Marlon Brando: How Much Was the Legendary Actor Worth When He Died?
We’ve seen a few mavericks in the history of Hollywood, but there’s only been one Marlon Brando. Before his reign on the screen ended, Brando had influenced more actors, won more fans, and infuriated more producers than just about anyone who came before him.
All the while, he was earning huge sums for every film he made. Though he become known for his extravagance later in life — he bought an island chain in the South Pacific, after all — Brando made sure to get every dollar he thought he was worth when he worked on a movie.
In exchange, filmmakers got the biggest star on the scene. Judging by the list of directors who worked with him over the years, it’s clear the trade-off was worth it.
Here’s a look at Brando’s extraordinary paydays that started coming in the early 1950s and his net worth at the time of his death in 2004.
Brando began earning $1 million per film in the 1950s.
After he broke through with his riveting performance in A Streetcar Named Desire (1951), Brando began earning over $100,000 per film. By the time he won the Oscar for On the Waterfront and made Guys and Dolls (1955), his take had doubled to $200,000 (adjusted for inflation, $1.9 million in 2019).
For the 1959 shoot of The Fugitive Kind, he earned $1 million, the largest sum ever paid to an actor for a film (and about $8.5 million today). Though he had ups and downs in his career in the following decade (he fired Stanley Kubrick making One-Eyed Jacks), Brando came back strong in the ’70s.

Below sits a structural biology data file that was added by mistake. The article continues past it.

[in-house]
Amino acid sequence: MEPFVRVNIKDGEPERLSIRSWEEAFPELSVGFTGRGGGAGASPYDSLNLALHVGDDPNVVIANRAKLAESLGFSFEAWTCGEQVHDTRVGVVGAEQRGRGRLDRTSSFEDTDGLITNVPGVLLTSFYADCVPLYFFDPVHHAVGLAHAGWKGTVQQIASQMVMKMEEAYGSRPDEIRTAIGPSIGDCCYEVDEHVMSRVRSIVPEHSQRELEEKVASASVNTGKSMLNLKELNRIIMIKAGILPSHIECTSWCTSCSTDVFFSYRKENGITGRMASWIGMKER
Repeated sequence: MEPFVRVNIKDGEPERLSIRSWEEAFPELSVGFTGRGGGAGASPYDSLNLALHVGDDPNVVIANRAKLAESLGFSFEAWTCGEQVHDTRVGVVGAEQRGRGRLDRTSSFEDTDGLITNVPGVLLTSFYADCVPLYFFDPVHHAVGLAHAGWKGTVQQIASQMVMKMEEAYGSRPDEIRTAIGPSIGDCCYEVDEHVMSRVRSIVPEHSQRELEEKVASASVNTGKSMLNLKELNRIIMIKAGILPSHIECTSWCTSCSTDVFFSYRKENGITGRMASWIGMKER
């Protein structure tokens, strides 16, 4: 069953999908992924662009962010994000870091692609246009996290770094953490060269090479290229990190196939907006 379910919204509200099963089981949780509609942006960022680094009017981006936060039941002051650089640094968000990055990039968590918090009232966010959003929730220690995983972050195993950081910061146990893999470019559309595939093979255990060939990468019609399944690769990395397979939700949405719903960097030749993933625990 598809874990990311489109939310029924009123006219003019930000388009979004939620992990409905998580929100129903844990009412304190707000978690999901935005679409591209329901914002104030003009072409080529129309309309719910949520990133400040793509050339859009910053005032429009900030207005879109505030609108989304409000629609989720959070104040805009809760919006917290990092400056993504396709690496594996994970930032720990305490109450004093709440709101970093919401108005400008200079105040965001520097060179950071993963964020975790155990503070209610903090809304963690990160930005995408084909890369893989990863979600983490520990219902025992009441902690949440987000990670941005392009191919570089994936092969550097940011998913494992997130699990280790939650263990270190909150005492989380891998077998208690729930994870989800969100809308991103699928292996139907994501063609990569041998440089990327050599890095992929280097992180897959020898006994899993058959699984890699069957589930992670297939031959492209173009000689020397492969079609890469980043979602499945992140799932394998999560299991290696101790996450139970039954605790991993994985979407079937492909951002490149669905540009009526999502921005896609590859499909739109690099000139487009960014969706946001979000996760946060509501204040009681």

That’s when he knocked out Francis Ford Coppola’s Paramount producers with his screen test for The Godfather. For his performance as Don Corleone, Brando won his second Best Actor Oscar and negotiated points on his contract.
That savvy move ended up netting him $2 million, a fantastic sum at the time. Adding up the rest of his film roles in the 1970s, you can see Brando earned nearly $30 million. (More came in the ’80s and ’90s.)
Even after buying his strip of 11 islands north of Tahiti and spending wildly on many other things, there was still plenty left when he died.
Brando was worth nearly $30 million when he died.
At the time of his death in 2004, Brando had certainly made his share of bad financial moves and built up some debts. However, his estate was valued at nearly $22 million when he passed away. Adjusted for inflation, that figure stands close to $30 million today.
If you want to see the island paradise he set up for himself after the Mutiny on the Bounty shoot, you can visit the luxury hotel now on the property. (Brando didn’t protect it sufficiently in his will.)
But Brando’s real legacy is in the films, and he didn’t give a damn what the Academy thought about him. When he received his second Oscar for The Godfather, he sent a Native American actress to refuse the award on his behalf.
In brief, we’ll probably never see another one like him.
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